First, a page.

Sitting Fifteen

Karin made the quality decision to stop off at her apartment in the city to shower, change clothes and gather her wits before cruising back to the newspaper. She didn’t realize how frazzled she was until she was sitting, riding back into town, and saw her right hand twitching without her permission. She needed to calm down. The last thing she wanted to do in front of her editor was appear rattled—or by his definition, female.

She had once read that feeding the belly calms the soul, so she nibbled on a bit of cheese and took a sip of wine to ease her nerves, attempting to feed a much deeper hunger, which would have to wait its turn for the time being. There were important matters to be taken care of—at this point, much more urgent than a tasty meal.

She ended up arriving at the newspaper office very late, but as far as Karin knew, the editor was always there. Matter of fact, she was convinced that he had been sitting in a chair, and people came and built his office around him. When she walked into the office, the man didn’t even look up from the daily reports he was perusing.

“Do you have a story?” he asked. He was never much for formalities. He had once explained it to her. He found cordiality to be useless, prohibiting anyone from finding out what they really wanted to know in the first place.

Even though Karin knew he was in a hurry to receive an update, she was savvy and well aware that she needed to pace herself and remove all breathiness and frantic from her telling. She sat down, nice and slow, in a chair in front of his desk.

“I have a story, but I don’t,” she began. “And before you ask me what that means, let me tell you. Sometimes I think even though journalists are not supposed to become emotionally involved, our stories can transform us into missionaries.”

The editor looked up with a threatening frown. “Koulyea, you aren’t some damn nun. If you want a ministry, go hunt down the Pope. I need stories, and I need people who can get them, write them clearly and go out and find more, instead of discussing how good the last one was or musing over whether their hearts were moved.”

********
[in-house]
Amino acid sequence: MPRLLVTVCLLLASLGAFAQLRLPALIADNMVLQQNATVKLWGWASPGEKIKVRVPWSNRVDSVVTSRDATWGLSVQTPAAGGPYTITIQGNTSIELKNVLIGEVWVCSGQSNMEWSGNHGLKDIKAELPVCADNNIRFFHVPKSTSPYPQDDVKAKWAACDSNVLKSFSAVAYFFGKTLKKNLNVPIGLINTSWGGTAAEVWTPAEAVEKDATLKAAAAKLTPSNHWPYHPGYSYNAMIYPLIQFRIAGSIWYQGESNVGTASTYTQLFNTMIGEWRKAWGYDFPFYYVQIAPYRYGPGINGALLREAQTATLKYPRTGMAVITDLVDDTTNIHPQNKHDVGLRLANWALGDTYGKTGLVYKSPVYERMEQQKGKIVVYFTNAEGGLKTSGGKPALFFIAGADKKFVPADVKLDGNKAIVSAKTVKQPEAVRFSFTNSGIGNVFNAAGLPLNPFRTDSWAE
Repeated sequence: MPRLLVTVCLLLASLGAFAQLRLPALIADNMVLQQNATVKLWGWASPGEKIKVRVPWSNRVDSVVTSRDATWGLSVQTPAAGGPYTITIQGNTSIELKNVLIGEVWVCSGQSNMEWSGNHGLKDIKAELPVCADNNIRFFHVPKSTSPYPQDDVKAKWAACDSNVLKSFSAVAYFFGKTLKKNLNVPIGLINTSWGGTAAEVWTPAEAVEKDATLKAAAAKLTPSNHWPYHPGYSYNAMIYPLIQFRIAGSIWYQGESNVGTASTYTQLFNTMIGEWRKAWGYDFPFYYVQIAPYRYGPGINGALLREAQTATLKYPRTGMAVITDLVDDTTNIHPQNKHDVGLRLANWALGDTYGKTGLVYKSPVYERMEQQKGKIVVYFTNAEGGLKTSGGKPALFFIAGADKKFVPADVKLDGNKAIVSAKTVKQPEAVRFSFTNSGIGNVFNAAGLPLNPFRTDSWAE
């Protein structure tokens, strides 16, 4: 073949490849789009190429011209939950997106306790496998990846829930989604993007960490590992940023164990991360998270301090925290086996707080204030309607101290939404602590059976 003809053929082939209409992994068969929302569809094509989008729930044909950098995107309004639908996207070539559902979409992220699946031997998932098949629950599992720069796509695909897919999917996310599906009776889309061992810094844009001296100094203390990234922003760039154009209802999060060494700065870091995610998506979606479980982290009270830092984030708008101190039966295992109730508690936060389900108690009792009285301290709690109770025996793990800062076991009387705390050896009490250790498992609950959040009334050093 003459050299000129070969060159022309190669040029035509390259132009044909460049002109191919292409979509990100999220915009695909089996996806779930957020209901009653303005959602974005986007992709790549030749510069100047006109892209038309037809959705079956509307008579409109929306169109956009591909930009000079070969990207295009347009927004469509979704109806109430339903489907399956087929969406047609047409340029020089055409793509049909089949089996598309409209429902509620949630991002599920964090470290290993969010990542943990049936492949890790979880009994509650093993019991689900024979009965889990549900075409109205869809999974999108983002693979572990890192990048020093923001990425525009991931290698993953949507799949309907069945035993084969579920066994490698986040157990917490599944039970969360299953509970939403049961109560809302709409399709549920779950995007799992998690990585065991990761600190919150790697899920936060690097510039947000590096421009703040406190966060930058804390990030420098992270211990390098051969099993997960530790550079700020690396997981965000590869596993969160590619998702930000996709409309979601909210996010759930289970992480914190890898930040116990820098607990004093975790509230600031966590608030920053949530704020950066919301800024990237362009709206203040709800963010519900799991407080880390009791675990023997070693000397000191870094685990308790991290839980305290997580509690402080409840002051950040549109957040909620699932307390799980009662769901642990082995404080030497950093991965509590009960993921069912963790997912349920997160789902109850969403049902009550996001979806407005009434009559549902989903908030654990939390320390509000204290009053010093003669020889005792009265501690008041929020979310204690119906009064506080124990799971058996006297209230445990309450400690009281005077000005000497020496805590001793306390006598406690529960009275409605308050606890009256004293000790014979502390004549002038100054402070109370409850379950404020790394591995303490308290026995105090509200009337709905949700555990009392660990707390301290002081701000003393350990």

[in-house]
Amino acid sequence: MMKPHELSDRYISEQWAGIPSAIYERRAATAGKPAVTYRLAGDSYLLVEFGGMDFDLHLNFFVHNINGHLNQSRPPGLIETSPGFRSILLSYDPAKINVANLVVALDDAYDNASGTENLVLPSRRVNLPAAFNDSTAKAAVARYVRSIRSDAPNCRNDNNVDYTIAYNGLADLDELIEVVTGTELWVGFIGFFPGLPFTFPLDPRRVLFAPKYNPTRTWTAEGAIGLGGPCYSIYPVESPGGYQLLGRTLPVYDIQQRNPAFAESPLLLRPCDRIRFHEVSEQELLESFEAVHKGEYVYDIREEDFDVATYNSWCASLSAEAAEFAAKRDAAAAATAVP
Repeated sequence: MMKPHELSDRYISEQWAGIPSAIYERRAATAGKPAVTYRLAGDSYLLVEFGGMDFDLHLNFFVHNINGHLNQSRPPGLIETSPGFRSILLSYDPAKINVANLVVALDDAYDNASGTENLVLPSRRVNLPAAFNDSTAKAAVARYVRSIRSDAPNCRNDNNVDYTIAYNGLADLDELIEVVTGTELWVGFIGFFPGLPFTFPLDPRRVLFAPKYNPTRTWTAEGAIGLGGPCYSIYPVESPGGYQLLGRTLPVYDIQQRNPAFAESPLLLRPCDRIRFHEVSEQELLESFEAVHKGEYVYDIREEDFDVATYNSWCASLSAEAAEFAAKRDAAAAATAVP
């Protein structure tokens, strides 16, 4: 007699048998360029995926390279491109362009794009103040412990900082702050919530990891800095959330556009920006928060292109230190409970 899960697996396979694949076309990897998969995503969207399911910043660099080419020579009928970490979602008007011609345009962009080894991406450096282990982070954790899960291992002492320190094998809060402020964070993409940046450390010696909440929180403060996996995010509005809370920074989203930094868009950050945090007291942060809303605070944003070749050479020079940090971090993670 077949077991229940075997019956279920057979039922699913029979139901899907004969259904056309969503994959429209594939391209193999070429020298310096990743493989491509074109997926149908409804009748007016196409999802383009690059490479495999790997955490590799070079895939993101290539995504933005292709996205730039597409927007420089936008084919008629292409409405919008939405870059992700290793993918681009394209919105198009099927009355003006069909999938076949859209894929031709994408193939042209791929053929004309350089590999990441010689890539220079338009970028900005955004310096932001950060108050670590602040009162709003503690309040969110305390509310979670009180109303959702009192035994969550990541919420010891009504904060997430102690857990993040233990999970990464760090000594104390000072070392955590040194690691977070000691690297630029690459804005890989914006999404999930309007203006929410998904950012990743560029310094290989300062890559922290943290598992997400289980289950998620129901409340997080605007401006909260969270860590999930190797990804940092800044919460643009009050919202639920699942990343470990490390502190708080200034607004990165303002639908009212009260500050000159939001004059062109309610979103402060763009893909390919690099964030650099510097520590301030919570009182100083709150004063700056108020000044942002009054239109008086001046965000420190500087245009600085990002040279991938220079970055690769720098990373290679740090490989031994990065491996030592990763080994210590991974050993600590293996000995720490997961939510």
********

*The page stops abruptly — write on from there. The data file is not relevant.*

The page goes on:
Karin was offended. “I know that,” she spat. “Don’t talk to me like some cub who’s coming into the first day of work. It’s just that I’ve uncovered something that may be worth more than eight column inches and a byline.”

The editor eyed her for sincerity. “All right,” he said. “I’m listening.”

Karin leaned forward, her elbows on the desk. “I came across two boys in the desert. Two twelve-year-olds who defied their parents and their friends so they could be together. You see, one is Jewish and one, Palestinian.”

“Jubal and Amir? So I heard. Right?” The editor sprouted a grin.

Karin could not hide her shock. The editor laughed out loud, greatly satisfied that he had bettered his subordinate. “Listen, I’ve heard all about it. You should know that raging parents are louder than stampeding elephants.”

He picked up a stack of papers on his desk. “I’ve had ten messages just today about these two rascals,” he explained. “But you know, I don’t see a story here, unless we’re in a mood to do live coverage of a spanking.”

Karin was tired of being thwarted. “They have a hand grenade,” she pronounced, trying not to be too emphatic.

She couldn’t believe herself. But it was like the words came out on their own. She would never have given them permission to leave her mouth if she had known what their intention was. But she was tired of being treated like a nobody.

Still, in the scheme of things, she had just lied to her editor. There was no longer a hand grenade. But it caused the aging newsman to lean back in his chair. “Hand grenade, huh?” he said. He took a sip of his drink and swallowed slowly, and then continued. “I guess it’s useless for me to ask where they got such a thing. Would you tell me?” He gazed at Karin and shook his head. “Of course not,” he decided. “Okay. I guess it would be better to ask what they intend to do with it.”

Karin decided she needed to take some heat off of herself. She rose from her chair, stomped across the room and punched the door with her fist. “My God, man! They’re twelve years old! Do twelve-year-olds ever intend to do anything? A hand grenade, on the other hand, knows exactly what it is primed to do. We’ve got to do something for these kids.”

As she finished, she inched back toward him, reached out and rapped her knuckles on the desk. She was breathing heavily, full of anger.

Karin wanted to know how serious he would be about this serious situation. Or for that matter, if he, a man trapped in the Middle East, had the foresight to take a young woman seriously.

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Published by Jonathan Cring